Friday, May 16, 2008


We are MCAS'ing today. As much as I loathe these tests on so many levels, they are good times for reflection, reading and thinking. During our three hours today, I thought about how I'd like to rearrange the classroom, how I could have been a better teacher to these kids, how I'm looking forward to summer and tomatoes...lots to ponder. I'm also reading When Kids Can't Read by Kylene Beers. It's phenomenal. I can't say enough about the practical information contained in this book. I don't know why I waited so long--it has been on my shelf for about five years, I think. Combined with what I've read in Reading Don't Fix No Chevy's, Boy Writers, and Inside Words, I have a lot of reworking I want to do with my curriculum next year so that I can better help our struggling kids. I've let our school's curriculum dictate what's happening in my room for too long now. Next year the kids are first, not the curriculum. Period.

During the test I was glancing around at the kids to make sure everyone was doing what they should, and I caught Vincent with his book open in his lap, totally ignoring his Math MCAS. Now, I'd like to say that I was distressed. Honestly, I was DELIGHTED. Vincent didn't read much at the beginning of the year; he had trouble knowing what he liked and finding books that weren't too hard (or too boring). He's completely engrossed in the Cirque du Freak series right now, and he loved David Lubar. Of course, I told him to put the book away and keep working on his test...but he knew that I was secretly pleased. I LIVE for moments like this! :)

Tomorrow Larry and I are driving down to Lichtfield, Connecticut to visit White Flower Farm. The story behind the owners and the farm start-up is charming, and I love that they continue with the "Amos Pettingill" deception. (The farm was actually started by two wealthy New York City escapees--you can read about it in...oh, heck. I'll have to look up the title.) Anyway, the catalog and website are delightful. I'm hoping to score some liatris and some great shade plants. I've already ordered my bulbs from them, to be delivered in September. I'm not quite sure what I'll do with 150 tulip and daffodil bulbs...but it's my kind of dilemma!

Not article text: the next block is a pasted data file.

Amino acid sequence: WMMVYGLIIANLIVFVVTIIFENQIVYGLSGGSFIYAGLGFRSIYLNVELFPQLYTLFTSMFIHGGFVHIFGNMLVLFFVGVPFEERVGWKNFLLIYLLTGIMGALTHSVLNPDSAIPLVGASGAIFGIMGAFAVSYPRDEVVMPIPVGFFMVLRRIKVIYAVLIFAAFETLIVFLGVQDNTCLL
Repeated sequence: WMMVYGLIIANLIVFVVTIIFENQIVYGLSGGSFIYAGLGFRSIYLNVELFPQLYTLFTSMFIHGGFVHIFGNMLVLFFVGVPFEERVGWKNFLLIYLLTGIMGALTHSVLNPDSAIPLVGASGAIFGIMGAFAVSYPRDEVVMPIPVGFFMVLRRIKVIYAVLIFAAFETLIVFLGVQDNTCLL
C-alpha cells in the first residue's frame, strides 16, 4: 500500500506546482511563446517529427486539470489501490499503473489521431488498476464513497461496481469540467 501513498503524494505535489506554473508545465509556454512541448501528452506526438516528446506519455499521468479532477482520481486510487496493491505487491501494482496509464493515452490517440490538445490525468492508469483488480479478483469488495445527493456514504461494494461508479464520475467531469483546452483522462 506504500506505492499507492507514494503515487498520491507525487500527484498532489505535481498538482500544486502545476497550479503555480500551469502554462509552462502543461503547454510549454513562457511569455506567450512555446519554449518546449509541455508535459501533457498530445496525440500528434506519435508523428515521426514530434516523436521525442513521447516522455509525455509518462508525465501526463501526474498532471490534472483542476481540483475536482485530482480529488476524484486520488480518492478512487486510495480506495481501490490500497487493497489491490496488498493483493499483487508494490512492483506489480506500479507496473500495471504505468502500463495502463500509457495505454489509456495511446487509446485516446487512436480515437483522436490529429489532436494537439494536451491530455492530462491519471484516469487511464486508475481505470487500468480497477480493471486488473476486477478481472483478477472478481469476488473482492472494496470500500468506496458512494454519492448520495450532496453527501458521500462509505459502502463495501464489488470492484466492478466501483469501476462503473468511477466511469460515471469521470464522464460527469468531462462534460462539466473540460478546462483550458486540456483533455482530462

We also ordered beef from them. White Flower has just started their own all natural livestock raising and sales and we thought we'd give it a shot. We'll pick that up, too... since shipping would have been over $50! I understand, but whew. Besides, I wanted an excuse to visit the farm.

Thursday, May 8, 2008


"What are friends for, my mother asks.
a duty undone, visit missed,
casserole unbaked for sick Jane.
Someone has just made her bitter.

Nothing. They are for nothing, friends,
I think. All they do in the end--
they touch you. They fill you like music."
--Rosellen Brown

We were in Kansas, or Missouri maybe. Or maybe it was Florida; the trips begin to run together. It was hot--July--so hot the pool almost wasn't refreshing. The hotel rooms were cool, with their air conditioners and polyester floral print bedspreads. Katie was there with Stephanie, just a little girl. We cooed and oohed and aahed and talked babies and books and teaching. Sara was absolutely in love, besotted, with this grandbaby, and she was unselfish and generous in her willingness to share her family's joy with all of us.

The flip side is that today we share her grief. Stephanie is gone, aged 7 (just barely). And I cannot stop thinking of that day in the hotel room, with that beautiful blonde baby girl who was making her mother and grandmother so happy. Who always made her mother and grandmother so happy. I do not know what to say, or do.

But I do know that Sara and her family have touched us--me--and filled us with music. And though there are no words, I hope that they know that I am full up with and for them, and I am so very sorry.